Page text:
Vol. 1, No. 1

Spring 2019

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Grenz and Franke’s Post-Foundationalism and the Religion Singularity

Jeshua B. Branch

Vol. 1, No. 1

Spring 2019

Pages: 1-9

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$1.99

DOI: 10.33929/sherm.2019.vol1.no1.01

Termed the “religion singularity” by Kenneth Howard, the habitual fragmentation of institutional Christianity has led to the exponential growth in denominations and worship centers despite the annual growth rate of new believers remaining the same. Howard has concluded that denominations are unlikely to survive this crisis, although worship centers are much more likely to survive if they are willing to be flexible. The purpose of this article is to identify the epistemic trends that have led to the destabilization of institutional Christianity over the last century, namely the shifting worldview from modernity to postmodernity, and how this shift has influenced the rise of nondenominational house church attendance in American Christianity.

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First Century Christian Diversity: Historical Evidence of a Social Phenomenon

John F. Lingelbach

Vol. 1, No. 1

Spring 2019

Pages: 11-20

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$1.99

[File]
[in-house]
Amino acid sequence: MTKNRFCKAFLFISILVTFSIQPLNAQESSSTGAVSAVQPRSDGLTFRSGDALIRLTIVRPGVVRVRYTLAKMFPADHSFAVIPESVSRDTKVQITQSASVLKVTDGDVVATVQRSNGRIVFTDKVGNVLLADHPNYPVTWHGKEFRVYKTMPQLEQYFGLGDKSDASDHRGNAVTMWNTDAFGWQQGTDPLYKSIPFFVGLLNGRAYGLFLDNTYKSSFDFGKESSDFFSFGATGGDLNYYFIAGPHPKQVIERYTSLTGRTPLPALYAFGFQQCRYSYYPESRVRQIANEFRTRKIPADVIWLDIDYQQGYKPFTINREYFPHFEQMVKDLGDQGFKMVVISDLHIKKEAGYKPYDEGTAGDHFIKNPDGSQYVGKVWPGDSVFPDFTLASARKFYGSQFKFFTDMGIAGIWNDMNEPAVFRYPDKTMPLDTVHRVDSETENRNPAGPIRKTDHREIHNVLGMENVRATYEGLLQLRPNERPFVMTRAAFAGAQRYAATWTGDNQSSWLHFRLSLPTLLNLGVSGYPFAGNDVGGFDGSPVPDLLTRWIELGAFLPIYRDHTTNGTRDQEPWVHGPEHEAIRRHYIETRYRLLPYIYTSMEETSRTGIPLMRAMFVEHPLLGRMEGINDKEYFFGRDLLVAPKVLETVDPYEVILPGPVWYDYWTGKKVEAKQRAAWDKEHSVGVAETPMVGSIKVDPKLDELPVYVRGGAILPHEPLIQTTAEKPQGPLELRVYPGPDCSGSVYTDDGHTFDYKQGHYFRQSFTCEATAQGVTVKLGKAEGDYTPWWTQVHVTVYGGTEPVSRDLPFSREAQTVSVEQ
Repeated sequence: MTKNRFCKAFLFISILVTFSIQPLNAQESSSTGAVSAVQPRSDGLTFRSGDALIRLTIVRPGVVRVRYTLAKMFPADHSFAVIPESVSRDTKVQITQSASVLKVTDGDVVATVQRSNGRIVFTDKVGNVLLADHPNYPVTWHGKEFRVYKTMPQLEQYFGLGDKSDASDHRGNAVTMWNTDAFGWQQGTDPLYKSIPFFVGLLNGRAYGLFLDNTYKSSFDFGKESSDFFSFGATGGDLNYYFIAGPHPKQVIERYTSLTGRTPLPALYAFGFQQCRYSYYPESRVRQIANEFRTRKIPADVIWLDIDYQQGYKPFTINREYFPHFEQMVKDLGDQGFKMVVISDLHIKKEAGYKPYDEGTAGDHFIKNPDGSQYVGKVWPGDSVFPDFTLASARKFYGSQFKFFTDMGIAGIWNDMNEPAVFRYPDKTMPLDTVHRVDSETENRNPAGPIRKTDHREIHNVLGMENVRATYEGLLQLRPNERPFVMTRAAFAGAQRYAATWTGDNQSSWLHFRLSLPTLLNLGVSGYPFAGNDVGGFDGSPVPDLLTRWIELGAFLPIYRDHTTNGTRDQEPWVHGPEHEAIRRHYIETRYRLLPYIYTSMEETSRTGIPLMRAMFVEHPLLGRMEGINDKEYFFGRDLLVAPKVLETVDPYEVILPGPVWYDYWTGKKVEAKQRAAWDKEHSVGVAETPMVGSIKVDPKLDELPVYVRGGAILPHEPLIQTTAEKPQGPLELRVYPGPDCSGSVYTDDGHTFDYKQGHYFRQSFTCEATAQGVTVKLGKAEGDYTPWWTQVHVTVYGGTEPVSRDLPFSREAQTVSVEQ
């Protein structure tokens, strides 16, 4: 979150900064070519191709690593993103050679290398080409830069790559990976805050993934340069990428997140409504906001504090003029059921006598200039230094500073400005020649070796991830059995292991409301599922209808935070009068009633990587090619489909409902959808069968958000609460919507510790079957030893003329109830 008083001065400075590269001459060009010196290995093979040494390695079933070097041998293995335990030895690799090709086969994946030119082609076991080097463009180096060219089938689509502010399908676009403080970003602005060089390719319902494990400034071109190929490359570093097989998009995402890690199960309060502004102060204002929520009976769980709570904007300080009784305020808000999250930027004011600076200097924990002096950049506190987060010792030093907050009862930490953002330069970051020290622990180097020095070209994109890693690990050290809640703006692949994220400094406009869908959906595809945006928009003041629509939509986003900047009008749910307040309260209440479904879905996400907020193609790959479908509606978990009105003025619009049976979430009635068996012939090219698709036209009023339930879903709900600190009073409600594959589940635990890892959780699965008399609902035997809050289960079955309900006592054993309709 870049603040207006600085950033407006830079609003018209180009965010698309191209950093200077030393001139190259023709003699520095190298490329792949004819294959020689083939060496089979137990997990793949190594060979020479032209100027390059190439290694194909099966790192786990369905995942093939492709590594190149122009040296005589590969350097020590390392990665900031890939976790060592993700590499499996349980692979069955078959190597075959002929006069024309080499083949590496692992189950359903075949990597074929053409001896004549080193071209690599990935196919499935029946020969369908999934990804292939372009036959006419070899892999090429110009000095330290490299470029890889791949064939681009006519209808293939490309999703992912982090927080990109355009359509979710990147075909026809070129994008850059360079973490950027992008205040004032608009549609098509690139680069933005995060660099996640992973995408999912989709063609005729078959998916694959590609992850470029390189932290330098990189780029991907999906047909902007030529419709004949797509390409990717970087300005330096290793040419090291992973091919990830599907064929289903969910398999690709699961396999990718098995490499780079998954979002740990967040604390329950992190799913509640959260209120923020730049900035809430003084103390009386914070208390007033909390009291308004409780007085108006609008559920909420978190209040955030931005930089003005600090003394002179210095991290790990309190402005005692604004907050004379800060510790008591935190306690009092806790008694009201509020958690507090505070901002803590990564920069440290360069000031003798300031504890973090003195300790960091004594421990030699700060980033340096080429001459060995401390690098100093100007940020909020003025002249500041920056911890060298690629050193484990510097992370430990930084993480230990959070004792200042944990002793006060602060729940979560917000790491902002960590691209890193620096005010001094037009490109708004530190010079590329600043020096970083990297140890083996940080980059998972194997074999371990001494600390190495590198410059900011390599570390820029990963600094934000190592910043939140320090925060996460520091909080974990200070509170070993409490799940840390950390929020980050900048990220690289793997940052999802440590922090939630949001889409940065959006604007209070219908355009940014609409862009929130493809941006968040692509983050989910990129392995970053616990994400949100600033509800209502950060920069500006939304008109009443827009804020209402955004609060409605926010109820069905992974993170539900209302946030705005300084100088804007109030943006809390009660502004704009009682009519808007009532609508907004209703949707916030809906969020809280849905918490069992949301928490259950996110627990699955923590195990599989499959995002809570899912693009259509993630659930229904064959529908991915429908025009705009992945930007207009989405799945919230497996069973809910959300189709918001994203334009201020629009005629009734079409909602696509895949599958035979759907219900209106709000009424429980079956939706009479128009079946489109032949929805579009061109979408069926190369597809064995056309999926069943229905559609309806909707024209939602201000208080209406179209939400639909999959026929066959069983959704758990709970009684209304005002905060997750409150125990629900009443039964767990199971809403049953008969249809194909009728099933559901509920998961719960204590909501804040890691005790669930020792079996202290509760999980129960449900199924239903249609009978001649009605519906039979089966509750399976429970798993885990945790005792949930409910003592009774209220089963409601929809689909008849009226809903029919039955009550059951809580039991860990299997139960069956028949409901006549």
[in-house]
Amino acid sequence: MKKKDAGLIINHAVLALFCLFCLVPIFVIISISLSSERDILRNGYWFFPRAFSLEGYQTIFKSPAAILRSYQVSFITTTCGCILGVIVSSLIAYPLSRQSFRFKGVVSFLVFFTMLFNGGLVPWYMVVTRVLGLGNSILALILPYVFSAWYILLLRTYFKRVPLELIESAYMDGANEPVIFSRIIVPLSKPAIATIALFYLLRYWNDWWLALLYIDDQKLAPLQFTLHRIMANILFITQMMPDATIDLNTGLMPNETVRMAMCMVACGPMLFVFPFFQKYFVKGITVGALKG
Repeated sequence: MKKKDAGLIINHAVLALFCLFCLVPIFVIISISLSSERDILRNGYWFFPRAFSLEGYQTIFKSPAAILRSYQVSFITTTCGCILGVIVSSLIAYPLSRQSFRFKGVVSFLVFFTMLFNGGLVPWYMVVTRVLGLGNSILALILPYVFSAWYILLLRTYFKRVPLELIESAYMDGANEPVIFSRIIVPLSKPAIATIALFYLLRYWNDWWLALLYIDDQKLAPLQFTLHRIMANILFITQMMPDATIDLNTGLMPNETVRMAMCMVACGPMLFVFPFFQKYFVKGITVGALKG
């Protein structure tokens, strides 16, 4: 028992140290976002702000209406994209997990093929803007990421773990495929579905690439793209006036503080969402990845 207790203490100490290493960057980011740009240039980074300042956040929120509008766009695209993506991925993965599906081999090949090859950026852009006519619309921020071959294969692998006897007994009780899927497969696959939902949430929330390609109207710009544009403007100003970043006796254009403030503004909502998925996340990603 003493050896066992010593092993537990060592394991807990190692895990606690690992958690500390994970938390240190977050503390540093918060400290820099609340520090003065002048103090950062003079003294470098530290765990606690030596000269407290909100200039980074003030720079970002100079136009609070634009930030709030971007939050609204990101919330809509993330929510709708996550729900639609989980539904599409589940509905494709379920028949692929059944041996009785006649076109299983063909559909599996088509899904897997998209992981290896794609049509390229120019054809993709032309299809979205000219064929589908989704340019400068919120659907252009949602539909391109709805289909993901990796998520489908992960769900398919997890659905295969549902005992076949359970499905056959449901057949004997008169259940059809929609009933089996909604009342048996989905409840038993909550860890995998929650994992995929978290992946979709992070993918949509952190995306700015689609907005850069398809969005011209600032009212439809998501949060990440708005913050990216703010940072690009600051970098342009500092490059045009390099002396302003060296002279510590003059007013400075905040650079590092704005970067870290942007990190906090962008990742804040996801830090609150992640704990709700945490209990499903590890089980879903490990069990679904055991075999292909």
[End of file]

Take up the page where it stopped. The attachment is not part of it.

DOI: 10.33929/sherm.2019.vol1.no1.02

In light of Ken Howard’s recent “religion singularity” phenomenon, this article attempts to ascertain the nature of Christian diversity during the last seventy years of the first century (roughly 30 to 100 CE). It offers an examination of the two largest Christian movements that existed before the second century, as well as when those movements may have begun and the locations they most likely flourished. The article argues that the earliest Christian tradition was the one persecuted by the Apostle Paul and that later, two breakaway movements splintered off from this tradition: the Pauline and Ebionite movements. The paper concludes that during the first century, of these two splinter movements, the Pauline movement likely preceded that of the Ebionite movement, though they both flourished in many of the same locations. Of interest is the finding that all three Christian movements (the pre-Pauline tradition, Pauline, and Ebionite) flourished in Asia Minor, a cosmopolitan sub-continent which appears to have served as a geographic information nucleus through which diverse ideas easily proliferated.